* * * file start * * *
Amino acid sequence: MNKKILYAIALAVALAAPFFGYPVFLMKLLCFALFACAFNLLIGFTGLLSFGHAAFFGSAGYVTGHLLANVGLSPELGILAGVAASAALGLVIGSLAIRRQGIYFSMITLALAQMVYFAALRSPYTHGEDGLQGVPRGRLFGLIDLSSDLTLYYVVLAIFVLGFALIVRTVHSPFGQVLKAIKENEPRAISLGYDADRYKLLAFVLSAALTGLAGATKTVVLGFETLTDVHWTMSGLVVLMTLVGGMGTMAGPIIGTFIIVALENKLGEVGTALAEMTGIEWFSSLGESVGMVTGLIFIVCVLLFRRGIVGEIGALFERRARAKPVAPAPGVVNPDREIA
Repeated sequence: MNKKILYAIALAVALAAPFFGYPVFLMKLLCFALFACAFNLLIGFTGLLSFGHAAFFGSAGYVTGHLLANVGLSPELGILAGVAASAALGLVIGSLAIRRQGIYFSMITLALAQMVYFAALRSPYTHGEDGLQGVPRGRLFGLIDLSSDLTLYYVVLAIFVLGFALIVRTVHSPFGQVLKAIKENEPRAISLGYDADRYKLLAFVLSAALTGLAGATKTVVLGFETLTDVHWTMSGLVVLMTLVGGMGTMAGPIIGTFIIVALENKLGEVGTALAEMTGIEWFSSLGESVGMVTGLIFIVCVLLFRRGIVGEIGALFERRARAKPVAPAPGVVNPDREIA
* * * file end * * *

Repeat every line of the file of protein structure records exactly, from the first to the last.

Amino acid sequence: MNKKILYAIALAVALAAPFFGYPVFLMKLLCFALFACAFNLLIGFTGLLSFGHAAFFGSAGYVTGHLLANVGLSPELGILAGVAASAALGLVIGSLAIRRQGIYFSMITLALAQMVYFAALRSPYTHGEDGLQGVPRGRLFGLIDLSSDLTLYYVVLAIFVLGFALIVRTVHSPFGQVLKAIKENEPRAISLGYDADRYKLLAFVLSAALTGLAGATKTVVLGFETLTDVHWTMSGLVVLMTLVGGMGTMAGPIIGTFIIVALENKLGEVGTALAEMTGIEWFSSLGESVGMVTGLIFIVCVLLFRRGIVGEIGALFERRARAKPVAPAPGVVNPDREIA
Repeated sequence: MNKKILYAIALAVALAAPFFGYPVFLMKLLCFALFACAFNLLIGFTGLLSFGHAAFFGSAGYVTGHLLANVGLSPELGILAGVAASAALGLVIGSLAIRRQGIYFSMITLALAQMVYFAALRSPYTHGEDGLQGVPRGRLFGLIDLSSDLTLYYVVLAIFVLGFALIVRTVHSPFGQVLKAIKENEPRAISLGYDADRYKLLAFVLSAALTGLAGATKTVVLGFETLTDVHWTMSGLVVLMTLVGGMGTMAGPIIGTFIIVALENKLGEVGTALAEMTGIEWFSSLGESVGMVTGLIFIVCVLLFRRGIVGEIGALFERRARAKPVAPAPGVVNPDREIA